So much has been written and documented about Arnold Palmer that even casual sports fans feel like they know him. In addition to being one of the most well-known athletes of his era – he posted 62 PGA Tour wins and seven major championships, including the 1960 U.S. Open title at Cherry Hills Country Club in suburban Denver – Palmer attracted mass appeal thanks to his marketability.
Palmer the pitchman – he touted motor oil from his father’s iconic tractor in his hometown of Latrobe, Pa., rental cars and prescription medicine – intertwined with Palmer the golfer and course designer.
But even with that celebrity status, there are still aspects about “The King,” as many called him, that didn’t always generate headlines. In honor of Arnold Palmer's birthday – he would have been 91 years old today – here are three things that people might not know about Palmer:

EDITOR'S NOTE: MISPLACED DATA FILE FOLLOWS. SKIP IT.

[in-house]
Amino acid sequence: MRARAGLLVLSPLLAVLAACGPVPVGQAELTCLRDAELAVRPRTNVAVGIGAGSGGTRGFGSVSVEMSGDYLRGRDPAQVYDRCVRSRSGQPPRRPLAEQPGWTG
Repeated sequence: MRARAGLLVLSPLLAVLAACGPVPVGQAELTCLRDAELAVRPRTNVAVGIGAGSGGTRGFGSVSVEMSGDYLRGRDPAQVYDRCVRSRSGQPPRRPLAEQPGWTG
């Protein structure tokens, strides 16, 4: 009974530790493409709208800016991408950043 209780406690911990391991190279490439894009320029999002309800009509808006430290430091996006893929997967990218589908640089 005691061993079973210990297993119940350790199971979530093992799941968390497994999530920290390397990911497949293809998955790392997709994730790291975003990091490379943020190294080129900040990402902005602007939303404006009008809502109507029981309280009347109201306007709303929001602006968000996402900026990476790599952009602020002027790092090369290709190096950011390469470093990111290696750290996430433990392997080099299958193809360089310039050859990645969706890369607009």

The General’s Friend
It’s no secret that former U.S. President Dwight D. Eisenhower – or “Ike” as he was known to many – loved the game of golf. During his presidency, he was given a membership at Augusta (Ga.) National Golf Club, and, with the assistance of the USGA Green Section, he had a 3,000-square-foot putting green installed on the South Lawn of the White House.
Palmer was still a fledgling amateur when Eisenhower won the 1952 presidential election, but two years into his second term, the two were embarking on what would become a lifelong friendship until the World War II general died in 1969. They first met at a 1958 function at Laurel Valley Country Club in Ligonier, Pa., not far from Palmer’s hometown of Latrobe, and first played golf shortly after Palmer won the 1960 Masters.